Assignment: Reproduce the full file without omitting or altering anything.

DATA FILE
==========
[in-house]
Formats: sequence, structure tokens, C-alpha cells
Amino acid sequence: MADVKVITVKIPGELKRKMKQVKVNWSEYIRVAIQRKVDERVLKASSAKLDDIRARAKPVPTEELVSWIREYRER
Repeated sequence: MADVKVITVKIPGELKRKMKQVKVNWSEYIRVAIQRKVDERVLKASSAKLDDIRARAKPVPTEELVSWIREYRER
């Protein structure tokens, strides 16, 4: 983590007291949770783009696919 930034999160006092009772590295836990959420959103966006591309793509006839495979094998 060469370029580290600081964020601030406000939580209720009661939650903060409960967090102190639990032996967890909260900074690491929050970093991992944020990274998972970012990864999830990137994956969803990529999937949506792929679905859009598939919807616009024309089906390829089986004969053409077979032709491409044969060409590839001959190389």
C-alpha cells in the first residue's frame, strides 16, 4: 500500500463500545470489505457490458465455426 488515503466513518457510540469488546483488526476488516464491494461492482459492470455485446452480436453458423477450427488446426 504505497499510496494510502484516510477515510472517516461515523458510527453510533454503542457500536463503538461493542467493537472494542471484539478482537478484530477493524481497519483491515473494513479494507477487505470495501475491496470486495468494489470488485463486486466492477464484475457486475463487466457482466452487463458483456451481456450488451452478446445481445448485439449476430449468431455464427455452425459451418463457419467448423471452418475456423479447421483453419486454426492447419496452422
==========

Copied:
[in-house]
Formats: sequence, structure tokens, C-alpha cells
Amino acid sequence: MADVKVITVKIPGELKRKMKQVKVNWSEYIRVAIQRKVDERVLKASSAKLDDIRARAKPVPTEELVSWIREYRER
Repeated sequence: MADVKVITVKIPGELKRKMKQVKVNWSEYIRVAIQRKVDERVLKASSAKLDDIRARAKPVPTEELVSWIREYRER
């Protein structure tokens, strides 16, 4: 983590007291949770783009696919 930034999160006092009772590295836990959420959103966006591309793509006839495979094998 060469370029580290600081964020601030406000939580209720009661939650903060409960967090102190639990032996967890909260900074690491929050970093991992944020990274998972970012990864999830990137994956969803990529999937949506792929679905859009598939919807616009024309089906390829089986004969053409077979032709491409044969060409590839001959190389």
C-alpha cells in the first residue's frame, strides 16, 4: 500500500463500545470489505457490458465455426 488515503466513518457510540469488546483488526476488516464491494461492482459492470455485446452480436453458423477450427488446426 504505497499510496494510502484516510477515510472517516461515523458510527453510533454503542457500536463503538461493542467493537472494542471484539478482537478484530477493524481497519483491515473494513479494507477487505470495501475491496470486495468494489470488485463486486466492477464484475457486475463487466457482466452487463458483456451481456450488451452478446445481445448485439449476430449468431455464427455452425459451418463457419467448423471452418475456423479447421483453419486454426492447419496452422